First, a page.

Madison HeightsJuly 24, 2012
Madison Heights ramps up fireworks regulations
By Andy Kozlowski
C & G Staff Writer
Things should be quieter for a while.
In response to public outcry over the constant and widespread fireworks activity this summer, Madison Heights City Council adopted an ordinance on second reading July 23 banning the use of consumer fireworks for most of the year, starting Aug. 2.
Specifically, consumer fireworks are banned on all but 30 days where state law says they must be allowed. Those 30 days are the day of, before and after 10 national holidays: New Year’s Day, Martin Luther King Day, Washington’s Birthday, Memorial Day, Independence Day, Labor Day, Columbus Day, Veterans Day, Thanksgiving Day and Christmas Day.
Exemptions can be granted to those who pay a fee and meet safety and insurance requirements. Among the requirements: No fireworks usage between 11 p.m. and 7 a.m.; no fireworks usage on public, school, church or personal property without permission from the property owner; no use of consumer fireworks or low-impact fireworks while under the influence of alcohol and/or a controlled substance; at least 75 feet of separation between spectators and any consumer firework with aerial shells; and so on.
City Council also authorized a resolution to the state expressing concern over the fireworks situation, citing resident complaints as early as May, and asking legislators to revisit the new state law, though not requesting any changes in particular.
“I think the resolution is important because we need to notify the state that not everything they approve is approved by cities as well,” said City Councilwoman Margene Scott. “We are trying to respond to our own citizens’ request about the fireworks, to notify legislators that this is a problem in our city, and they should really reconsider it.”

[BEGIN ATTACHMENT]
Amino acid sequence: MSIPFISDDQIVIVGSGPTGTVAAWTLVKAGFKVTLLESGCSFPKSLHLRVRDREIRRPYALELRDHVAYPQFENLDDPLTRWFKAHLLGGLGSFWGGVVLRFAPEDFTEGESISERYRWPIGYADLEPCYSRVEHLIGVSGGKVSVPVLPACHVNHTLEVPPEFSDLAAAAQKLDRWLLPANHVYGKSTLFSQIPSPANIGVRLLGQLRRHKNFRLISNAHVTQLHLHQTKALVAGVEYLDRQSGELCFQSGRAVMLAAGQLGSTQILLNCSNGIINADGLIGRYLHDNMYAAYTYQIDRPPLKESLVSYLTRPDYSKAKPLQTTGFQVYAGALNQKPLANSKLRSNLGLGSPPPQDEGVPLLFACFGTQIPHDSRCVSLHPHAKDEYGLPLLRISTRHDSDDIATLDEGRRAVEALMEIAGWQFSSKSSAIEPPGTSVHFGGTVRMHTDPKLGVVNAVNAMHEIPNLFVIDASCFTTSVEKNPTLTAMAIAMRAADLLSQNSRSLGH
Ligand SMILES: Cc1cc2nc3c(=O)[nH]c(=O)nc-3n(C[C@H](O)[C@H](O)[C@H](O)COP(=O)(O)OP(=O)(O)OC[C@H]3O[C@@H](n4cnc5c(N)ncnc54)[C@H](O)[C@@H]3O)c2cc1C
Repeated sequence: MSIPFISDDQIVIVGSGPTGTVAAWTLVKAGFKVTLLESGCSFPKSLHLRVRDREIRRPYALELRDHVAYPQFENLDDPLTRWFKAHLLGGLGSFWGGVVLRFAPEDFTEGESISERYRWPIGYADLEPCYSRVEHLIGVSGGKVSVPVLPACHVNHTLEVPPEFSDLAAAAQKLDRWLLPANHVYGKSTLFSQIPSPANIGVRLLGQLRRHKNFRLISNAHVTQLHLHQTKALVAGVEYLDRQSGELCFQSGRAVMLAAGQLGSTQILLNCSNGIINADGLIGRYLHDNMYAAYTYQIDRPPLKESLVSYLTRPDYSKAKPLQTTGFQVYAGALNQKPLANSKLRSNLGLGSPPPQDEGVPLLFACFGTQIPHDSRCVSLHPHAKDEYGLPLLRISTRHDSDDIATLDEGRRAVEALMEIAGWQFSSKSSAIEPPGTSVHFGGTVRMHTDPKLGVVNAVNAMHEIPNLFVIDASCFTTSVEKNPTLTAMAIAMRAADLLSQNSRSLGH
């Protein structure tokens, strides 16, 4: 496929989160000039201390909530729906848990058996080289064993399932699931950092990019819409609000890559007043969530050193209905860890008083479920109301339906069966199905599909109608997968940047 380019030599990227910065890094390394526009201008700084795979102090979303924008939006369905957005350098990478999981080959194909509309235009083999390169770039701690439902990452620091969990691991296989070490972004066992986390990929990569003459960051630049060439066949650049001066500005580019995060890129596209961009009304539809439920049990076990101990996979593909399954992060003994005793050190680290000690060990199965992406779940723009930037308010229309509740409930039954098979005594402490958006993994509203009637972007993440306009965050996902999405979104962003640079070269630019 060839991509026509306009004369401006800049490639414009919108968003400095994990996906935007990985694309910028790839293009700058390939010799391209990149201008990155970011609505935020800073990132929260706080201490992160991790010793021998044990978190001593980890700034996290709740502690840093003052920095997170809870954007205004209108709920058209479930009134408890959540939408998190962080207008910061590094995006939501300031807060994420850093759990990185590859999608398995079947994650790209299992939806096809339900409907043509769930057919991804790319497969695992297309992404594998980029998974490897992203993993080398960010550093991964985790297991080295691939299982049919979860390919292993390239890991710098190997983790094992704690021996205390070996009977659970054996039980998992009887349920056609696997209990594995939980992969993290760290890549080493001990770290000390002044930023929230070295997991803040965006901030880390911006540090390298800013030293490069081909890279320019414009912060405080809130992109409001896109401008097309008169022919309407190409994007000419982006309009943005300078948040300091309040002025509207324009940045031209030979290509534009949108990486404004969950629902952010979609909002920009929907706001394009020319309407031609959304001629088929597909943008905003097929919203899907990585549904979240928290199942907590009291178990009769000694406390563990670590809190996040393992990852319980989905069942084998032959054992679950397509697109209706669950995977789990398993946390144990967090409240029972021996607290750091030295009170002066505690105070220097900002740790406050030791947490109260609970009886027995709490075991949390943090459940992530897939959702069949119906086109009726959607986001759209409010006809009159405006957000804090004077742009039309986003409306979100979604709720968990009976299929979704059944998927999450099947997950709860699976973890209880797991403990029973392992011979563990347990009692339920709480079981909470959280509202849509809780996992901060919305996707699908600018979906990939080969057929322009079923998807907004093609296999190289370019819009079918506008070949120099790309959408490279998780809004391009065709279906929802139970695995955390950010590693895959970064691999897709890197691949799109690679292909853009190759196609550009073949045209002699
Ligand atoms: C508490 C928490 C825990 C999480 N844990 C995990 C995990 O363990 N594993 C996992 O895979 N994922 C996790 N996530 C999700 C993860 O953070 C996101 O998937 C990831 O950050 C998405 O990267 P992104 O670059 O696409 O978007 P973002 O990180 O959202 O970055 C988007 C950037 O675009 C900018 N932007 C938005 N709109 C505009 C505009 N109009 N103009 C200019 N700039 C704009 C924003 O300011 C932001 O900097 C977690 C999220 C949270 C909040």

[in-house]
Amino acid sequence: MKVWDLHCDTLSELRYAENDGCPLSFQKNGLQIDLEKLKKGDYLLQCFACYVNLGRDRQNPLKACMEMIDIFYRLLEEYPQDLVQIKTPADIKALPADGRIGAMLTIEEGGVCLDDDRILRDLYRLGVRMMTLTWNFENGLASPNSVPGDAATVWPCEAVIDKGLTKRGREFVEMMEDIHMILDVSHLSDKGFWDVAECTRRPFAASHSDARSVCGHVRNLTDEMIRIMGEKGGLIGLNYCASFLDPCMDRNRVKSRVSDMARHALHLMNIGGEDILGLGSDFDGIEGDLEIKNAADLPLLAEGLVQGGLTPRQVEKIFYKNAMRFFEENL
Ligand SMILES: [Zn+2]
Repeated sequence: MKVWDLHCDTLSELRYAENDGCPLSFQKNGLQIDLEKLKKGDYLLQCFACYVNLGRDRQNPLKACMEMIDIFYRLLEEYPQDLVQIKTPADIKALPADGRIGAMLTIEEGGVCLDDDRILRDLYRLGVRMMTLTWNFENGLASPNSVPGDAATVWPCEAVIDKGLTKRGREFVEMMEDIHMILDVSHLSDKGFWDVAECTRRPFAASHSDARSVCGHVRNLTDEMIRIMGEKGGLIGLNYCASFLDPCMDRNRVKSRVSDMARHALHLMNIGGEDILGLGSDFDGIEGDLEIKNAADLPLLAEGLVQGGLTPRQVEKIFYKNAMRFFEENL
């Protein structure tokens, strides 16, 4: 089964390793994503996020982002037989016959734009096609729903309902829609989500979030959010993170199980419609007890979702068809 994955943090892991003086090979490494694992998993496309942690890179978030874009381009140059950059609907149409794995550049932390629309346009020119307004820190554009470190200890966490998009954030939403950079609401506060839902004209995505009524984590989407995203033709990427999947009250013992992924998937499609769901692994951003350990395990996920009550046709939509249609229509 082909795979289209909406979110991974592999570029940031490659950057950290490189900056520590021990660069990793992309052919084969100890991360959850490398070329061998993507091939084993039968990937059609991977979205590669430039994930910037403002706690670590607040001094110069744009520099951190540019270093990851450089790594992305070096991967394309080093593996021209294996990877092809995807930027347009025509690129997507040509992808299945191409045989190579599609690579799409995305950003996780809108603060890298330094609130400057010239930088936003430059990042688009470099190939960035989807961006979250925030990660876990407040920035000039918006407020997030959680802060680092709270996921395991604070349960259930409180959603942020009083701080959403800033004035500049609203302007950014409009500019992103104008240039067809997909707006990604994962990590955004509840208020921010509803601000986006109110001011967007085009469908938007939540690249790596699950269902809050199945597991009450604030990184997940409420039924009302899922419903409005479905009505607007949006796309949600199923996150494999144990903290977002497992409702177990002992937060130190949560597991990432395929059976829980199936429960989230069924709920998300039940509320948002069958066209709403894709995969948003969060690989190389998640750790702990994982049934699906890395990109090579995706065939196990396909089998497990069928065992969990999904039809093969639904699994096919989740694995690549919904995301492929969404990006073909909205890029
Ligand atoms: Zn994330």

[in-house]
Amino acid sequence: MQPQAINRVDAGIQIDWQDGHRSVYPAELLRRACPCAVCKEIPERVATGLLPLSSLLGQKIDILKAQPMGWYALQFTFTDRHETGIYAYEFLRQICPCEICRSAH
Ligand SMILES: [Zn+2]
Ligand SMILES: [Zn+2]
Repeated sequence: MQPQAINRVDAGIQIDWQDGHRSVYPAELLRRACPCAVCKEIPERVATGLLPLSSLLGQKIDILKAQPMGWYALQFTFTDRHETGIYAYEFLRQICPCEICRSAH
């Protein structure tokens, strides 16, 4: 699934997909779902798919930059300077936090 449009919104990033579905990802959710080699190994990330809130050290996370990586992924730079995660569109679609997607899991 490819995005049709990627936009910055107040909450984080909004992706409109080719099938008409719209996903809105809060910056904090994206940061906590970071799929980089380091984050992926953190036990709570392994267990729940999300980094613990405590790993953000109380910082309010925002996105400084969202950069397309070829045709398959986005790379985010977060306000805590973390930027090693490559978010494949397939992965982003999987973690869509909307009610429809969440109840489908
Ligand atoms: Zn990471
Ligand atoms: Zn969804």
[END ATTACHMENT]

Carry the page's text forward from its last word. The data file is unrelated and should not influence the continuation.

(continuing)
The so-called Michigan Fireworks Safety Act, which went into effect Jan. 1, prohibits cities from regulating the sale, display, storage, transportation and distribution of consumer fireworks, as well as protecting their use on the 30 days specified.
The act’s goal was to generate an estimated $30 million in revenues from taxes and licensing fees. The state has already issued 966 licenses for fireworks, generating $600 to $1,000 per permit. One supplier indicated they delivered over $20 million worth of fireworks to Michigan and exhausted their stock before July 4.
“The whole thing started because of the money,” said Mayor Pro Tem Robert Corbett. “So they (the state) went ahead and did it, but I don’t know sufficient concern was given to the effect downstream.”
Problems include fireworks startling pets, infants and the elderly; debris clogging up drains and littering yards; and potential fire hazards and bodily harm, with one man in Hazel Park losing a leg due to improper handling.
At the ordinance’s first reading July 9, Madison Heights resident Robert Levitt shared his distress over the fireworks.
“My little dog is going to have a heart attack. Many of my neighbors feel the same way,” Levitt said. “I don’t dislike fireworks; I don’t like them either. But people just do not use common horse sense.”
He said he called police when a nearby church was unwittingly launching fireworks in the direction of his home.
“I was livid when they were shooting fireworks at my house,” Levitt said. “I told (police), ‘Officer, I’m going to wrap a crowbar around someone’s head if you don’t get here soon, because I don’t want my house to burn down.’”
Corbett said he was backpacking in the woods up north when the worst of the fireworks happened around July 4. Resident complaints found him even up there.
“I’m going down the trail, three miles from anyone, other than the trout laughing at me from the stream. There’s nobody for miles,” Corbett said at the July 9 meeting. “My phone goes off; I didn’t realize I had it in the backpack. It’s updating my emails, and I had 10 emails regarding the fireworks issue, and the first six were not very polite, and then they got nastier from there.
“It (the fireworks) really got out of hand this year,” he said. “It’s going to be difficult to enforce. It’s only going to be as enforceable as the willingness of neighborhoods to stand up and point out people who are at 2 in the morning setting them off and so forth. Otherwise, police don’t have the resources to wait in the neighborhoods for someone to shoot something off. All this law will do is when someone is located who won’t modify their behavior, it gives police a tool to enforce it, to make them comply with the rules.”
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